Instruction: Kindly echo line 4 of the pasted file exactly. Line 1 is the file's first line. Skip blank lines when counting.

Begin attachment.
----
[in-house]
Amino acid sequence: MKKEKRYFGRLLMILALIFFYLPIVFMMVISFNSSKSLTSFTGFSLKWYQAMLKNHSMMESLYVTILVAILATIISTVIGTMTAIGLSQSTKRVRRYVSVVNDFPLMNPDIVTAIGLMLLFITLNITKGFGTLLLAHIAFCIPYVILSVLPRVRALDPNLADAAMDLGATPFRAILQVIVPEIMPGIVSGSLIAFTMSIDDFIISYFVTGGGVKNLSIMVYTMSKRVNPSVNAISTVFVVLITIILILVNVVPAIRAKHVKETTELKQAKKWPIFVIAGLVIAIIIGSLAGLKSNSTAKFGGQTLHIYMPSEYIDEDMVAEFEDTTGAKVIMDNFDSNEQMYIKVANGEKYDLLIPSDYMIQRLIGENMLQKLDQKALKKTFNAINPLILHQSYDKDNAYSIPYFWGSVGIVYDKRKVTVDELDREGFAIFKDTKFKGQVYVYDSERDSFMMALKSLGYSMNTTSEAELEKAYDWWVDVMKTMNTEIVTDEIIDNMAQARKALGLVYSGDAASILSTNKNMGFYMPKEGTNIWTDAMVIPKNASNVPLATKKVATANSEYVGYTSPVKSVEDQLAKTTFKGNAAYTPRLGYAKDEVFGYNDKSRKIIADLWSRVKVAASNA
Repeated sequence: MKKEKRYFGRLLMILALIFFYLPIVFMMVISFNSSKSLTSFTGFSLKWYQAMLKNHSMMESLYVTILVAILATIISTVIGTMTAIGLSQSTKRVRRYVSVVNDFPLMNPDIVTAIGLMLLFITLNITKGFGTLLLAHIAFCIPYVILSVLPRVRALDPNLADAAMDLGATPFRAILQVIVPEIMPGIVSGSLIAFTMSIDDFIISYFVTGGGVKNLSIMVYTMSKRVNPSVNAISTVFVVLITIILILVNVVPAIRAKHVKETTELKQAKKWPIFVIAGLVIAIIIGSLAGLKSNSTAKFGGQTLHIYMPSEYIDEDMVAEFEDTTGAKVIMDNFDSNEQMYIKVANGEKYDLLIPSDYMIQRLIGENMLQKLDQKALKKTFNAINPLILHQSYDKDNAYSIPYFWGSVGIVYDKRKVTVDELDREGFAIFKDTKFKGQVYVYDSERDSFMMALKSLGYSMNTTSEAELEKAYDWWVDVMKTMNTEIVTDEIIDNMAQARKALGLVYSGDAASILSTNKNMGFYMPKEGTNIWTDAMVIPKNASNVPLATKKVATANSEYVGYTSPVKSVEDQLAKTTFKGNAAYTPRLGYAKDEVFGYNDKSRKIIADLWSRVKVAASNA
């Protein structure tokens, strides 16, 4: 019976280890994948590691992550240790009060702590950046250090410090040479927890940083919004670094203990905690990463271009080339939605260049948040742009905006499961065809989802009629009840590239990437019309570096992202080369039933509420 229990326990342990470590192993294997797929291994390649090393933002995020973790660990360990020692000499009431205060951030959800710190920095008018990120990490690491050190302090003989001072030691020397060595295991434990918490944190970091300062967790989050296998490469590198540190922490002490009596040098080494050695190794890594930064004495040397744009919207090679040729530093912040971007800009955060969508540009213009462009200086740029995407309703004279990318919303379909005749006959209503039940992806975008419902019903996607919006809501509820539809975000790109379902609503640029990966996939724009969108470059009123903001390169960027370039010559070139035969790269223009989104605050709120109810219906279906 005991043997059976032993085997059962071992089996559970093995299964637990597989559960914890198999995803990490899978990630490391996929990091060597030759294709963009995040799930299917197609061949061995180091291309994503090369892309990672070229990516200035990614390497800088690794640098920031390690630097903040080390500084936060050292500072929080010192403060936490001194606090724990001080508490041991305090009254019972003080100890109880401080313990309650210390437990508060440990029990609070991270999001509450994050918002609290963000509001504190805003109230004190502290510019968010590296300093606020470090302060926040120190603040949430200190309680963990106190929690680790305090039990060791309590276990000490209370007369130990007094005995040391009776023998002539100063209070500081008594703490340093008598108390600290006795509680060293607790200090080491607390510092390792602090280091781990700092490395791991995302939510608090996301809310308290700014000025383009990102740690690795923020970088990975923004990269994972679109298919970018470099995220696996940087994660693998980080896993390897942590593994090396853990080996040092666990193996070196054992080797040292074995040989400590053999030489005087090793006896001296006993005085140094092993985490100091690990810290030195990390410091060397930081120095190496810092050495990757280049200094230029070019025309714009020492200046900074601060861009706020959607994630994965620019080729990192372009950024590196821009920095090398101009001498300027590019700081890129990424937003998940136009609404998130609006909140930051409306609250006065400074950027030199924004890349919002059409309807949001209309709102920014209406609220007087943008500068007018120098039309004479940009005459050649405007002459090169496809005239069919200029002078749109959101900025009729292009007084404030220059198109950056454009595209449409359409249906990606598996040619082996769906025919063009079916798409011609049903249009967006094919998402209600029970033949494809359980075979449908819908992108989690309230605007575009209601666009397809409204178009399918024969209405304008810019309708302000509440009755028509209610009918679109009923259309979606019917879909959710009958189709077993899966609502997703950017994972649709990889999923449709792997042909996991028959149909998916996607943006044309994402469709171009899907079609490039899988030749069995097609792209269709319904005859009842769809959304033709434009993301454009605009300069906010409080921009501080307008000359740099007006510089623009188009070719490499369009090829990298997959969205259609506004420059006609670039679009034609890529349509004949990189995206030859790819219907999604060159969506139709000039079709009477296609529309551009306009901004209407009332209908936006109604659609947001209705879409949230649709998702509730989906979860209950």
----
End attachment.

């Protein structure tokens, strides 16, 4: 019976280890994948590691992550240790009060702590950046250090410090040479927890940083919004670094203990905690990463271009080339939605260049948040742009905006499961065809989802009629009840590239990437019309570096992202080369039933509420 229990326990342990470590192993294997797929291994390649090393933002995020973790660990360990020692000499009431205060951030959800710190920095008018990120990490690491050190302090003989001072030691020397060595295991434990918490944190970091300062967790989050296998490469590198540190922490002490009596040098080494050695190794890594930064004495040397744009919207090679040729530093912040971007800009955060969508540009213009462009200086740029995407309703004279990318919303379909005749006959209503039940992806975008419902019903996607919006809501509820539809975000790109379902609503640029990966996939724009969108470059009123903001390169960027370039010559070139035969790269223009989104605050709120109810219906279906 005991043997059976032993085997059962071992089996559970093995299964637990597989559960914890198999995803990490899978990630490391996929990091060597030759294709963009995040799930299917197609061949061995180091291309994503090369892309990672070229990516200035990614390497800088690794640098920031390690630097903040080390500084936060050292500072929080010192403060936490001194606090724990001080508490041991305090009254019972003080100890109880401080313990309650210390437990508060440990029990609070991270999001509450994050918002609290963000509001504190805003109230004190502290510019968010590296300093606020470090302060926040120190603040949430200190309680963990106190929690680790305090039990060791309590276990000490209370007369130990007094005995040391009776023998002539100063209070500081008594703490340093008598108390600290006795509680060293607790200090080491607390510092390792602090280091781990700092490395791991995302939510608090996301809310308290700014000025383009990102740690690795923020970088990975923004990269994972679109298919970018470099995220696996940087994660693998980080896993390897942590593994090396853990080996040092666990193996070196054992080797040292074995040989400590053999030489005087090793006896001296006993005085140094092993985490100091690990810290030195990390410091060397930081120095190496810092050495990757280049200094230029070019025309714009020492200046900074601060861009706020959607994630994965620019080729990192372009950024590196821009920095090398101009001498300027590019700081890129990424937003998940136009609404998130609006909140930051409306609250006065400074950027030199924004890349919002059409309807949001209309709102920014209406609220007087943008500068007018120098039309004479940009005459050649405007002459090169496809005239069919200029002078749109959101900025009729292009007084404030220059198109950056454009595209449409359409249906990606598996040619082996769906025919063009079916798409011609049903249009967006094919998402209600029970033949494809359980075979449908819908992108989690309230605007575009209601666009397809409204178009399918024969209405304008810019309708302000509440009755028509209610009918679109009923259309979606019917879909959710009958189709077993899966609502997703950017994972649709990889999923449709792997042909996991028959149909998916996607943006044309994402469709171009899907079609490039899988030749069995097609792209269709319904005859009842769809959304033709434009993301454009605009300069906010409080921009501080307008000359740099007006510089623009188009070719490499369009090829990298997959969205259609506004420059006609670039679009034609890529349509004949990189995206030859790819219907999604060159969506139709000039079709009477296609529309551009306009901004209407009332209908936006109604659609947001209705879409949230649709998702509730989906979860209950």